There was a marked decrease in the cost of health benefits for City Council members in the 2010-11 fiscal year, according to information requested by Albany Patch from the city.
Cutbacks by two council members saved the city nearly $20,000, though coverage costs for the other three rose by about $2,000 each.
Since three members of the council to ignore a recommendation, by the city's Social & Economic Justice Commission, to maintain access to better health benefits—at no cost—than city staff, there has been a fair amount of community debate over how much the city pays for council members' health insurance.
(Mayor Farid Javandel and Councilwoman Peggy Thomsen voted against a motion by Councilman Robert Lieber to keep the better benefits.)
Though city staff and council members alike can choose from the Kaiser and Blue Shield plans, the city will only pay the cost of the Kaiser premium for staff members. If city staff want the more expensive Blue Shield plan, they must pay the difference. On the other hand, the city covers council members' entire premium, regardless of which plan they choose.
A reader reported Thursday that Thomsen actually pays the "staff difference" for her Blue Shield coverage; Thomsen confirmed this Thursday.
The reason, she said, is that "Because I think council should be doing as all the employees do."
Documents released to Albany Patch in October 2010 showed that benefits for the five council members during the 2009-10 fiscal year.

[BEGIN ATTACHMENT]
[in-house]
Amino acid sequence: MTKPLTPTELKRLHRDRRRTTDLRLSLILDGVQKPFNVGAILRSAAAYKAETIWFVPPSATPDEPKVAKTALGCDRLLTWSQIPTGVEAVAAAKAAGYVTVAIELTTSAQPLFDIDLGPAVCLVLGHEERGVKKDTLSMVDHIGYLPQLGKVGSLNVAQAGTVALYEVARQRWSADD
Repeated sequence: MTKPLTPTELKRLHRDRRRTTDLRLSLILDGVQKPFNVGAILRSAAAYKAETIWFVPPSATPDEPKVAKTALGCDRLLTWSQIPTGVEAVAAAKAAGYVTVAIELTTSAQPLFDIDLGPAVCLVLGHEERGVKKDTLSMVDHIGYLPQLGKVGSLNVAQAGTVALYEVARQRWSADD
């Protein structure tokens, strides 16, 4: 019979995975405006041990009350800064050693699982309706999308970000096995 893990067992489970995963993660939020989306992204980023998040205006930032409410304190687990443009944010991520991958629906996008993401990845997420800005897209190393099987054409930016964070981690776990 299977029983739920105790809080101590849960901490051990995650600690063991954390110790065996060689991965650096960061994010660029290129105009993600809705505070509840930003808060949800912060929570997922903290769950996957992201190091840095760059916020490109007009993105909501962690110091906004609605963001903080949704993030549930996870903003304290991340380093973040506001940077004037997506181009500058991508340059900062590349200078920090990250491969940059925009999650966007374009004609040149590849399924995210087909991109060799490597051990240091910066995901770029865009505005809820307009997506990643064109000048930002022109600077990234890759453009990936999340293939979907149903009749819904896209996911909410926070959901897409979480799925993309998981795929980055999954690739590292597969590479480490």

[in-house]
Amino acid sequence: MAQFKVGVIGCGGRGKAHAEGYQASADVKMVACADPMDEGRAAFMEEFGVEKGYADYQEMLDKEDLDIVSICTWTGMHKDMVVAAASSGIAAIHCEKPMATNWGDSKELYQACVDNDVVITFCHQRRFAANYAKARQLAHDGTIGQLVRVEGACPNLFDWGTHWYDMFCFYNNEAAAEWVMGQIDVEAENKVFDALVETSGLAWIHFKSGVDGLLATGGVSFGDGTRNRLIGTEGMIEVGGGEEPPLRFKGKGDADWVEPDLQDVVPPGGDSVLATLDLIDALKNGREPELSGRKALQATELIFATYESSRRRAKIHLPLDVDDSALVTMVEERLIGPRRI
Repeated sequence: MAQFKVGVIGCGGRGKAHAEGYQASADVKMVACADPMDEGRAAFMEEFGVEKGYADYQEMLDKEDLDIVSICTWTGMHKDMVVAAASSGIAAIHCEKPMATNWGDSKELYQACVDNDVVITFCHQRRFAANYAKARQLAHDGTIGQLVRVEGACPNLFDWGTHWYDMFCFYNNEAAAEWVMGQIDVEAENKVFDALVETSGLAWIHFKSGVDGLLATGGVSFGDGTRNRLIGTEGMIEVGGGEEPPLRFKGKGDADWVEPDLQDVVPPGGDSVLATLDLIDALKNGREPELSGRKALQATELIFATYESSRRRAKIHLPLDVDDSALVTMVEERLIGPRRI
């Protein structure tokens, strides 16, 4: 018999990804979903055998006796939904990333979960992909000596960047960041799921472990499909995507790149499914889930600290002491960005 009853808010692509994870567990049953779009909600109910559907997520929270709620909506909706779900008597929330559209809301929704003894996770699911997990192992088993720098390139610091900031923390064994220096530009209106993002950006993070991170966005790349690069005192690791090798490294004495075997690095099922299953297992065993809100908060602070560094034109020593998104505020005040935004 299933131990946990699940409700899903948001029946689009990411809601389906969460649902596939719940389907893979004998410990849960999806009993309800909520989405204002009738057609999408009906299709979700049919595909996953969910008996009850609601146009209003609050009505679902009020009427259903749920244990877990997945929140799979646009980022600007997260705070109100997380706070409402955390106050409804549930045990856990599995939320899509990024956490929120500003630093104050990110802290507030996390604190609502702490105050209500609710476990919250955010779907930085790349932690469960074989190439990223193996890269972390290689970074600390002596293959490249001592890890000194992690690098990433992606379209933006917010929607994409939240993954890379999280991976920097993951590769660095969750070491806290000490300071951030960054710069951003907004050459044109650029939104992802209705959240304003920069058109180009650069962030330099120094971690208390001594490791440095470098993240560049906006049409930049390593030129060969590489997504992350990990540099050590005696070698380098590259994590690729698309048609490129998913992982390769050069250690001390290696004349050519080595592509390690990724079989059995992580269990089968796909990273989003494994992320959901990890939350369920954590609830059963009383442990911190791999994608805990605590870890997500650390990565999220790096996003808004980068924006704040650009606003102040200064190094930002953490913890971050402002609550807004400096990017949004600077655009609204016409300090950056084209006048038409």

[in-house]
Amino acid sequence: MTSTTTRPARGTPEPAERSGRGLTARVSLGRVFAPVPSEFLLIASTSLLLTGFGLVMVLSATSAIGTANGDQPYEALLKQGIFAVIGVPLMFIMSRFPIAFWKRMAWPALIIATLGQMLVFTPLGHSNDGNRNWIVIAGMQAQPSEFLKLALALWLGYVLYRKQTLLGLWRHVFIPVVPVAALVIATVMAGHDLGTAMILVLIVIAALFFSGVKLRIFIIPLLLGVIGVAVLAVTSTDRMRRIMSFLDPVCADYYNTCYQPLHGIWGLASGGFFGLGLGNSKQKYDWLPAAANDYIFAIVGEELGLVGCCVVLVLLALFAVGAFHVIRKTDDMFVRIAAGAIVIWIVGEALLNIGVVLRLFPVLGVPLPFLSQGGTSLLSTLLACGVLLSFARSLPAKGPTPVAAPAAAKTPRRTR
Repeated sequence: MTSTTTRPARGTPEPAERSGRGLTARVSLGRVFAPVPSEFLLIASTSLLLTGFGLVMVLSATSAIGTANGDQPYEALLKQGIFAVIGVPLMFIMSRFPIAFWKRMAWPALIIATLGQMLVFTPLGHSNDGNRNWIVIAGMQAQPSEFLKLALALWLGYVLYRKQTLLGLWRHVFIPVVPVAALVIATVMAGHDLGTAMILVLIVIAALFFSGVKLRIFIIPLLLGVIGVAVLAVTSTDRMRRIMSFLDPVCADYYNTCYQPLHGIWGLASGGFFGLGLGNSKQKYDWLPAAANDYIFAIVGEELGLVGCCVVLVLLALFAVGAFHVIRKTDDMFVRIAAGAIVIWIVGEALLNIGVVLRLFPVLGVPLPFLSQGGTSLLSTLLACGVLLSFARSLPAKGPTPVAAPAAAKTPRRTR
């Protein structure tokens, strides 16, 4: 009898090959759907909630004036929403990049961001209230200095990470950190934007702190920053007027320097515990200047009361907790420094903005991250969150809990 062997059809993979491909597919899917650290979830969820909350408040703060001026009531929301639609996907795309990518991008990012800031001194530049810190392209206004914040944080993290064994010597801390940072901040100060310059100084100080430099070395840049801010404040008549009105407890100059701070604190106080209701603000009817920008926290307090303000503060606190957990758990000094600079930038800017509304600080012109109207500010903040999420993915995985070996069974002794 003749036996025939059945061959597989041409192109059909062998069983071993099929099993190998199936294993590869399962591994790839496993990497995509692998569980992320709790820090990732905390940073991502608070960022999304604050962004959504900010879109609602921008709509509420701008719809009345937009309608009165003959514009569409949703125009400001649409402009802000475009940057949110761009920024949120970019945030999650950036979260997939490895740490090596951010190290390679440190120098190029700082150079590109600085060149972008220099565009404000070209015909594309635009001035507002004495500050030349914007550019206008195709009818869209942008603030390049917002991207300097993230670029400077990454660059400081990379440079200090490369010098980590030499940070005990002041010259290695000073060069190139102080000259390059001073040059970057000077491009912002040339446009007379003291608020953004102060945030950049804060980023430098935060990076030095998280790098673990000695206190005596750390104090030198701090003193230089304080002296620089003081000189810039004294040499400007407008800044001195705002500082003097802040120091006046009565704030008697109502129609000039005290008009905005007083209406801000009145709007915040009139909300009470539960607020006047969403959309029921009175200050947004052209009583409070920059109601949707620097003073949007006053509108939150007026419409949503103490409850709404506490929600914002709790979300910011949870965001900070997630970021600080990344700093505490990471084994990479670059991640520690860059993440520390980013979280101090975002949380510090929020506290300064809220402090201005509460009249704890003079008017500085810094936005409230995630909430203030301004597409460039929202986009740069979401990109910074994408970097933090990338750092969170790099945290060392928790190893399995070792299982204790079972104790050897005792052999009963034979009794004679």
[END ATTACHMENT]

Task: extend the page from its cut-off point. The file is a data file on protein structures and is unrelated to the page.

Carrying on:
New documents show this number dropped to just over $56,500 last year. Here is the breakdown for each council member, according to the city.
- : $9,656.52
- : $8,150.46
- : $8,150.46
- : $14,466.12
- : $16,134.60
The overall decrease in costs can be attributed to changes in the benefit plans of Councilman Robert Lieber and Mayor Farid Javandel, the only two council members whose costs dropped from the previous year.
In October 2010, from the family Blue Shield plan to "in-lieu payments," which he said would save the city more than $10,000 in 2011.
The city began offering council members these "in-lieu contributions" during the summer of 2010, to encourage council members to select health plans through employers or spouses.
Those contributions, which are equivalent to $500 to $600 a month, go into a retirement account.
Javandel recently said that, like Lieber, he opted to receive in-lieu payments instead of health coverage.
The cost of Lieber's and Javandel's benefits combined decreased by more than $18,000 in the 2010-11 fiscal year.
When the issue of the council's benefits was brought up in September 2010, Lieber led a motion to, essentially, ignore a recommendation from a city advisory body that the council receive the same benefits as city staff. His motion passed 3-2, but the issue has not been forgotten by some residents.
In May 2011, Brian Parsley, a former member of the Social & Economic Justice Commission, that, of 12 California cities with populations less than 26,000, Albany is the only one to give its council better benefits than city staff.
Parsley's speech was in response to some council member's earlier argument that the compensation given to Albany's City Council was below average when compared to other cities.
In 2010, Councilwoman Joanne Wile , among which Albany ranks in the bottom 25 percent in terms of overall council compensation (which includes salaries, pensions, and other benefits).
At the time, Wile said "definitely we should revisit" the issue in 2011. When asked recently if the issue of council health benefits would be discussed again, she referenced the findings of the earlier 55-city survey.
"I'm not recommending any changes this year, either increases or decreases," she said.
Currently, there are no plans to discuss the issue at future council meetings.
Information regarding the cost of the council's health benefits in the 2011-12 fiscal year became available this month. Albany Patch will post updated information next week.
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